I had a great coaching session with one of my clients this week, where the session started with the question: ‘what is the difference between using willpower to not eat sugar, and not using willpower?”.
Recently she’d been finding it hard to not eat sugar and Halloween treats that were in the house, and everyone in her family was telling her she needed more willpower to just say no.
What exactly is willpower?
A short search on Google informed me that the definition of willpower is ‘the ability to delay gratification and resist short-term temptations to meet long-term goals’. It sounds good, right? But one of the things I have found through my work is that resisting things feels really bad, and it tends to make the feelings persist and sometimes grow over time.
Common reactions to bad feelings
When we experience feelings we don’t enjoy people usually do one of 3 things: avoid, react, or resist the feeling.
Avoiding the feeling of craving in this context may look like going for a walk or distracting yourself to try and pretend you don’t have this feeling. The problem is it is still there – you’re just temporarily distracting yourself and not dealing with the issue.
Reacting to the craving will often have you raiding the fridge or cupboard to find the food you’re desiring and chowing down on it as quickly as possible (or some variation of that scenario!).
Resisting the craving often looks like trying to stop yourself from having the food you’re craving and trying to push it away with sheer strength and resistance. It’s sometimes described as white-knuckling your way through something. This is what willpower often looks like in weight loss. It feels hard and is exhausting, and for many people, they feel unhappy doing this because it feels so hard.
Willpower can be effective in the short term but it’s often got a limited supply, so yoyo dieters will probably be familiar with running out of willpower and going back to old eating habits from previous dieting attempts.
The problem with dealing with our cravings in this way is that they tend to persist, and even increase, over time.
When we don’t consciously process the feeling of the craving and get it out of our system, we don’t de-condition that desire and reprogramme our brain to think in a different way around this food.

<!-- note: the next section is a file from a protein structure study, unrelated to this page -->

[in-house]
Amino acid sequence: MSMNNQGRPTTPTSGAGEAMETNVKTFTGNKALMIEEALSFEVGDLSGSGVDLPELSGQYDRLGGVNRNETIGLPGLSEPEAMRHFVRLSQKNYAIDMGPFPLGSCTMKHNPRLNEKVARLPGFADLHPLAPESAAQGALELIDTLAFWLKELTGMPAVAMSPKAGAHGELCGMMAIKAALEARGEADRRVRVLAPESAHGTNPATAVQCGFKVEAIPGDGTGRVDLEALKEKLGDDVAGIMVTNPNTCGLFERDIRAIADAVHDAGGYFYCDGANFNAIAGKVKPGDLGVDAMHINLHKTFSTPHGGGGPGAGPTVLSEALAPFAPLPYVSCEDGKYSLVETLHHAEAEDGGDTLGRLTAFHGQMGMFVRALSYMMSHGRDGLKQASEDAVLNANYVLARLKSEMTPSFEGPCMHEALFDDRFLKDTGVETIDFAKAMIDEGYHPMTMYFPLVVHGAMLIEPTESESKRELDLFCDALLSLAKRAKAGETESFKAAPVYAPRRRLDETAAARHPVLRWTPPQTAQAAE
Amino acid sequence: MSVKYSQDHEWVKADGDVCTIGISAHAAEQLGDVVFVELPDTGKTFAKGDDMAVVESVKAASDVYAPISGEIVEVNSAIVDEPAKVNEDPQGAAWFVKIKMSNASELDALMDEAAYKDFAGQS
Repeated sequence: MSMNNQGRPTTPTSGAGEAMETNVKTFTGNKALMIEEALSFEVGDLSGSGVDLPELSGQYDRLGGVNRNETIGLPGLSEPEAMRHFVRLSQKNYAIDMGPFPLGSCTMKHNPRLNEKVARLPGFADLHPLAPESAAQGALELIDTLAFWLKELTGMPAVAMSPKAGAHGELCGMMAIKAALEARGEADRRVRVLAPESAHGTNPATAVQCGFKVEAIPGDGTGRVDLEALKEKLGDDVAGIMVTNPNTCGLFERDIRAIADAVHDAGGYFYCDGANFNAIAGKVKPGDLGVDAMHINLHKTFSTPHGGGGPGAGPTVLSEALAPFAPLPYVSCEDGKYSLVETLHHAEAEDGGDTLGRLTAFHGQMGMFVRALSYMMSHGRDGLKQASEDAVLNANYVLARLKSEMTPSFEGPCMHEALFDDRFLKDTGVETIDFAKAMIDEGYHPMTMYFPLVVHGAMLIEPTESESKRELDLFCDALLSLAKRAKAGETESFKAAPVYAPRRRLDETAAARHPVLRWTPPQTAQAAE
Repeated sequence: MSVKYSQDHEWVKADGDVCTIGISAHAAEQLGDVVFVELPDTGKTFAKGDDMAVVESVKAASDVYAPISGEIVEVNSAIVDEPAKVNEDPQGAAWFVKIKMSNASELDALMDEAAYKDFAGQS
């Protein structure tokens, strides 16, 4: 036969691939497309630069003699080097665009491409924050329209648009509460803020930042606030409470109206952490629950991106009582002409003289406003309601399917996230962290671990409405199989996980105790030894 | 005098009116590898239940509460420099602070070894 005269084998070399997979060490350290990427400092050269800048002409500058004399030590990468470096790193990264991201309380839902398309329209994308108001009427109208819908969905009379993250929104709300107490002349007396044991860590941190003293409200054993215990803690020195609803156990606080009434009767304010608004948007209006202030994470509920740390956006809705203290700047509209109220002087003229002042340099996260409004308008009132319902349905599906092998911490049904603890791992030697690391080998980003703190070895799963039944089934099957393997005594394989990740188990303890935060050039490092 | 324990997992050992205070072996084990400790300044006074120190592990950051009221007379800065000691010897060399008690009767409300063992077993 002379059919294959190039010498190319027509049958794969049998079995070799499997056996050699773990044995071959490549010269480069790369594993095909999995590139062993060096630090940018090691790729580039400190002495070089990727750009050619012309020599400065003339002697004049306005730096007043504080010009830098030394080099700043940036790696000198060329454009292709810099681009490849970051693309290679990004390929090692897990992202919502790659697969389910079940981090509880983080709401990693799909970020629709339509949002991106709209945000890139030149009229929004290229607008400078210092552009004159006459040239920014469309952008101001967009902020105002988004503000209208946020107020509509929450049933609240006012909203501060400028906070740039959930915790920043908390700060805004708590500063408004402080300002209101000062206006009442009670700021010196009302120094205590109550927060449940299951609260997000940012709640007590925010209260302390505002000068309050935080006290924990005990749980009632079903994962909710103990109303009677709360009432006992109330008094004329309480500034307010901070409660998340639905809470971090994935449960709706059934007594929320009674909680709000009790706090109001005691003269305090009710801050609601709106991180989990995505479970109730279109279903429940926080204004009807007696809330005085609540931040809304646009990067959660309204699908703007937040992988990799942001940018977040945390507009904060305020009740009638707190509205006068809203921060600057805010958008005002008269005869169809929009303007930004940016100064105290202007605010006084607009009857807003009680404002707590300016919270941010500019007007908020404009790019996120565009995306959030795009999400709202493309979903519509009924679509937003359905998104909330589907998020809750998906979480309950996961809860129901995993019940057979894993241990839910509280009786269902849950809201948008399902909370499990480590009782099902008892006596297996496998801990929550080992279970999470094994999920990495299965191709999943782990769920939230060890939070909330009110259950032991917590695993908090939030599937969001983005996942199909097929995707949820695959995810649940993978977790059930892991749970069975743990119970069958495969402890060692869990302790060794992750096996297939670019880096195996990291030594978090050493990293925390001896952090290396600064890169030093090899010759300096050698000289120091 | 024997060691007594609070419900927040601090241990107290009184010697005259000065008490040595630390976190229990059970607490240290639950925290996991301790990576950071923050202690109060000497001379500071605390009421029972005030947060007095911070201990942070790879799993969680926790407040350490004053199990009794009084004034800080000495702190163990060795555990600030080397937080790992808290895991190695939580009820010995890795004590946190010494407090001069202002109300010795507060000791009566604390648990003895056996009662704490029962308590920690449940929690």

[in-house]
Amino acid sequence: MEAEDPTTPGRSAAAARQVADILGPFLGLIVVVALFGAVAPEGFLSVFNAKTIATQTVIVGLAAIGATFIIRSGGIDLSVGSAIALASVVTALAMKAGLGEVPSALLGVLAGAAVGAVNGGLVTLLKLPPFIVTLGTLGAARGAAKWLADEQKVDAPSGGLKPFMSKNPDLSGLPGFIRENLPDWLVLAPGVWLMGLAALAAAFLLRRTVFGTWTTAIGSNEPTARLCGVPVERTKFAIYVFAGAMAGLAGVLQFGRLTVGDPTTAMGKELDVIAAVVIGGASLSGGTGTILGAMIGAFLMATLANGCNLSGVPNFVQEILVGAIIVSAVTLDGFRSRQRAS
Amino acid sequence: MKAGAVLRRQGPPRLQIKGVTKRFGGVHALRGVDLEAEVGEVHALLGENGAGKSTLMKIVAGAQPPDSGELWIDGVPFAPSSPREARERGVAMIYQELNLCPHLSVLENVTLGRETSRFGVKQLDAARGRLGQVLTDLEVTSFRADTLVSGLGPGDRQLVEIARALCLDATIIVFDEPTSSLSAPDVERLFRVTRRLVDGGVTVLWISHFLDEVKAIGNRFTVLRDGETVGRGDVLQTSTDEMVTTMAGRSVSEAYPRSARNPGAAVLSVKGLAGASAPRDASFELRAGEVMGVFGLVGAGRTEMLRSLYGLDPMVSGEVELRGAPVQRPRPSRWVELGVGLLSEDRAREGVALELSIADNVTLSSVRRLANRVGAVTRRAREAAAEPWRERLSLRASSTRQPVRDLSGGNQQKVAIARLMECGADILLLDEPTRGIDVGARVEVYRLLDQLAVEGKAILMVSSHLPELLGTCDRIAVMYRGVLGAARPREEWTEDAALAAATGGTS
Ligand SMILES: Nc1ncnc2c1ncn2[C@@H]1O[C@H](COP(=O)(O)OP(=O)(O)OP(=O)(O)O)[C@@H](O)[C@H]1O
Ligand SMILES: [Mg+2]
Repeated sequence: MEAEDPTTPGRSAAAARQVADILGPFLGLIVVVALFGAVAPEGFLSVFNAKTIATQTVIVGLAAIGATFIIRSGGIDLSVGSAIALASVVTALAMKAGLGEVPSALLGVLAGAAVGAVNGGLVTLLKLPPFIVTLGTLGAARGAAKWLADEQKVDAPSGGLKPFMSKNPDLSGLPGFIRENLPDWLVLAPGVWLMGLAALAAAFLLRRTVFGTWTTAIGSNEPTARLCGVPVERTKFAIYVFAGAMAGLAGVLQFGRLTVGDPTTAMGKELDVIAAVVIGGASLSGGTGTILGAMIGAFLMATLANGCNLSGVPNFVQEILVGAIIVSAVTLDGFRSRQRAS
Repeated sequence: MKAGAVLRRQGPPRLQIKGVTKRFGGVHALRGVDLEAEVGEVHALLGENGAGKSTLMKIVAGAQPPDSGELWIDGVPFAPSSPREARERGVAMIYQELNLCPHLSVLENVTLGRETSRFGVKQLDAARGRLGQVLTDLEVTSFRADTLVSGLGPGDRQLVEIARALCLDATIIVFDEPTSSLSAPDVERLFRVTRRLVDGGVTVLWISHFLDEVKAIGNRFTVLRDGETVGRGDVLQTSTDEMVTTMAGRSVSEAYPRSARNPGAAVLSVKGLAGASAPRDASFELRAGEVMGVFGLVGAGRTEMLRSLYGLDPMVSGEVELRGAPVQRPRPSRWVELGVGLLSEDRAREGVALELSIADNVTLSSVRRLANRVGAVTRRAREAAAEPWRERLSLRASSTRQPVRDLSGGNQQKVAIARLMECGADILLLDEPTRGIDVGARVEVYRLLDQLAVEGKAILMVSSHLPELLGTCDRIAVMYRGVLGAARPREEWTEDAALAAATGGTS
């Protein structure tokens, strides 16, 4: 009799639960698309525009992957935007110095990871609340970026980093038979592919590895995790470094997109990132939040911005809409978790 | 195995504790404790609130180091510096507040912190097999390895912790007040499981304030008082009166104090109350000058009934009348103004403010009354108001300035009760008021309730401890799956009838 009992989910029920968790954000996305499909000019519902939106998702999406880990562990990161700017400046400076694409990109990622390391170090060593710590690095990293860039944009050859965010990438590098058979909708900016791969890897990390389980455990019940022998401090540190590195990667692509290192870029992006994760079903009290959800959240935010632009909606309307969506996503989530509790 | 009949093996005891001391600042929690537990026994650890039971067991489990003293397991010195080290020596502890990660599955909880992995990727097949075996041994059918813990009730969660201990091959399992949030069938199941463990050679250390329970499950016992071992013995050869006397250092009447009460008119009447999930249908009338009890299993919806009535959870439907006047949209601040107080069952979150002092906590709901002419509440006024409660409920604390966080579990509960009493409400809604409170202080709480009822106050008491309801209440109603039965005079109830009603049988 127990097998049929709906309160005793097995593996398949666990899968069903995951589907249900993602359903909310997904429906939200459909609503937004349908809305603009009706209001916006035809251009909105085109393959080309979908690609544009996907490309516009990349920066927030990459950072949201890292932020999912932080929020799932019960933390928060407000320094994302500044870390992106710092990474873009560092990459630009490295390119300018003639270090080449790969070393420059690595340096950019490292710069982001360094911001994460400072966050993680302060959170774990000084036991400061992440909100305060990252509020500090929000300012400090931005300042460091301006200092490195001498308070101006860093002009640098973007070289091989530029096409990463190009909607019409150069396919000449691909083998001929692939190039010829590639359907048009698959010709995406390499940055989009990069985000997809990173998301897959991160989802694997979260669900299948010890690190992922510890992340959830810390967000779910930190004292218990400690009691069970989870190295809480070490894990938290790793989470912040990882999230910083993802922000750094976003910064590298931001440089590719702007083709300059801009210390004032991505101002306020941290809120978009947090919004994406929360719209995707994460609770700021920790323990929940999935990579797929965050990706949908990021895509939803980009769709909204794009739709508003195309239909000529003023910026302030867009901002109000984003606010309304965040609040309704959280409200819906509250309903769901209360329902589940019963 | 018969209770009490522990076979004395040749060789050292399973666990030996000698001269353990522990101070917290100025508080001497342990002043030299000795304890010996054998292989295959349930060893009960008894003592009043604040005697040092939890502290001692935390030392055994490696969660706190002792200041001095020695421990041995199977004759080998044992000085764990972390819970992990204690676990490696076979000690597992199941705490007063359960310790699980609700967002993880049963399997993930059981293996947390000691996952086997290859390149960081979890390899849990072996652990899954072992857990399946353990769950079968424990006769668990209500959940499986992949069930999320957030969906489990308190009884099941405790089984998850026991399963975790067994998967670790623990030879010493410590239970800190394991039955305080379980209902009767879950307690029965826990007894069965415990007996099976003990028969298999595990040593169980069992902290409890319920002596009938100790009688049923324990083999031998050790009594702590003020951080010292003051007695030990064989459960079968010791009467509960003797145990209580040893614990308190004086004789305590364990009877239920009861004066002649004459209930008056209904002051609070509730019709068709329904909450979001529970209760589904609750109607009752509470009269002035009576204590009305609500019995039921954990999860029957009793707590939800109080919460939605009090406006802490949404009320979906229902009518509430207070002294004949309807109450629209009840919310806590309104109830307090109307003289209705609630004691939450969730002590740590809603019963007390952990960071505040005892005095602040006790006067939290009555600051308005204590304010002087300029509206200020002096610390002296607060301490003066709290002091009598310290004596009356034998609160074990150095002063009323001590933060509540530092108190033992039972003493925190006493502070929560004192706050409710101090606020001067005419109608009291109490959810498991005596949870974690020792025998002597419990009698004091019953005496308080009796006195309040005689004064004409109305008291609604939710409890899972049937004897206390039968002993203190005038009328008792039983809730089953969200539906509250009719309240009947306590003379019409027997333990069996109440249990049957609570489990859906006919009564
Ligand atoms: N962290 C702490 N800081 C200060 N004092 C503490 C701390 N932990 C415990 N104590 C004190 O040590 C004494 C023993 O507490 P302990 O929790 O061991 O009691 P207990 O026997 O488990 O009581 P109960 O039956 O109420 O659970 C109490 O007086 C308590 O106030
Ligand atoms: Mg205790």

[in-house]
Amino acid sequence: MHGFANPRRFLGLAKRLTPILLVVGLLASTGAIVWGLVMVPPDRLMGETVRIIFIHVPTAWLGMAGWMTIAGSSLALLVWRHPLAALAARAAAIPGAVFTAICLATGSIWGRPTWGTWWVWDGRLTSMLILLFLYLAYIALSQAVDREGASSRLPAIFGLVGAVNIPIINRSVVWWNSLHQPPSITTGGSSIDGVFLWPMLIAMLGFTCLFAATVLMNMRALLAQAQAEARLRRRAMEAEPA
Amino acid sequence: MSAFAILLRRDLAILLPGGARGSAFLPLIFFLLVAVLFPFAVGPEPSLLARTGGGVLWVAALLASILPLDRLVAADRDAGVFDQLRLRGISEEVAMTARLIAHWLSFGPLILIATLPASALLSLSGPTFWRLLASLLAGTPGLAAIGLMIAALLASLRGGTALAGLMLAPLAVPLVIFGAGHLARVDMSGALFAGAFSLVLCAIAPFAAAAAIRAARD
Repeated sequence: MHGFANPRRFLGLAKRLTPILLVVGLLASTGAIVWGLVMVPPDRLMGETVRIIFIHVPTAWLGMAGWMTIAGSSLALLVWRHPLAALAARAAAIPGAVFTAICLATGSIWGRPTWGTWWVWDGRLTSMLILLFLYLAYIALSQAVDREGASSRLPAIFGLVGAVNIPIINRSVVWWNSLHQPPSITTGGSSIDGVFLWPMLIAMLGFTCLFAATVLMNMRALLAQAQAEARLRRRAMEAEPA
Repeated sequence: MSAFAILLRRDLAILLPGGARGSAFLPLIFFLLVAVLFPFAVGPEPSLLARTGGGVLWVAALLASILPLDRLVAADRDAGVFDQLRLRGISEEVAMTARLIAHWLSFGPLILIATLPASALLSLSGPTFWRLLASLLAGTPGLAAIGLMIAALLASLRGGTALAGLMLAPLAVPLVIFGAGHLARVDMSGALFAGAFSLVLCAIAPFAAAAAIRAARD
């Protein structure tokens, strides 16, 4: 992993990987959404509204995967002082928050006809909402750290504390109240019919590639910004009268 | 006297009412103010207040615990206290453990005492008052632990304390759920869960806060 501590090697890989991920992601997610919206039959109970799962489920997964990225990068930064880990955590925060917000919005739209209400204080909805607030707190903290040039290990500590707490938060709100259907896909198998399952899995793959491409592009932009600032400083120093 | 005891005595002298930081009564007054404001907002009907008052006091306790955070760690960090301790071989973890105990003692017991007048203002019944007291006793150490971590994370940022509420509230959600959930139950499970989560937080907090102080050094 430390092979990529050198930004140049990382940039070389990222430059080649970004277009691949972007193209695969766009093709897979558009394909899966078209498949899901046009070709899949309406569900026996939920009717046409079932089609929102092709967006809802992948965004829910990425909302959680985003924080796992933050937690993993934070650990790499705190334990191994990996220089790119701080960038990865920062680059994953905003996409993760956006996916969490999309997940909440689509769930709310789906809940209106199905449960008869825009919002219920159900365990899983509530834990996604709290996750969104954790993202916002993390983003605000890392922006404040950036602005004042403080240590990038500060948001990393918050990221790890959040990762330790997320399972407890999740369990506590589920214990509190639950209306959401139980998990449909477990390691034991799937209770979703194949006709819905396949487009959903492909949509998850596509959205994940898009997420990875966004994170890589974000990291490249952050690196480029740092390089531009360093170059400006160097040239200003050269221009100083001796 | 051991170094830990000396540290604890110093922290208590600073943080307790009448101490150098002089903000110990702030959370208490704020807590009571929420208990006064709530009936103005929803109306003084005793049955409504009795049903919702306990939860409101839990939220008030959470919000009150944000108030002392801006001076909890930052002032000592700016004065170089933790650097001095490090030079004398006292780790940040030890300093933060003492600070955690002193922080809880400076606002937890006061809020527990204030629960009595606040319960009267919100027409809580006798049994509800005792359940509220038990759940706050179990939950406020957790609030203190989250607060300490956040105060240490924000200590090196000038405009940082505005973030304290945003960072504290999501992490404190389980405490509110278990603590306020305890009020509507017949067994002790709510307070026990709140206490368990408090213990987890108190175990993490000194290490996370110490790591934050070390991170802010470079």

A new approach: allowing the feeling
So what’s the alternative? Allowing the feeling.
Allowing the feeling of the craving to be present means that you are accepting that it is there. You’re not trying to avoid or resist it. And you’re not reacting to it by raiding the biscuit jar.
When you feel the craving you take a pause and notice what’s going on in your body. This often feels like quite a nervous energy: restlessness legs, maybe the heart rate has increased and your mouth is watering. This is the effect of the feeling in your body.
If you can sit with this feeling and observe its effect on your body with curiosity you’re allowing it to be there without avoidance or resistance. The body will process this feeling and it will dissipate. And over time these feelings will become less frequent and weaker over time as you get better at allowing.
This takes practice. For many women, the first few attempts mean that they only get a few minutes in before they eat the food or avoid the feeling with another task but that’s OK. The aim is to practice and get better at this over time. It’s all about progress over perfection.
And finally, if you’re into tapping (EFT), this can supercharge the process. Once you’ve noticed what the feeling in your body you can tap on that and process the feeling even quicker.
What do you think?
Do you have a different way to deal with food cravings? I’d love to hear your thoughts in the comments below!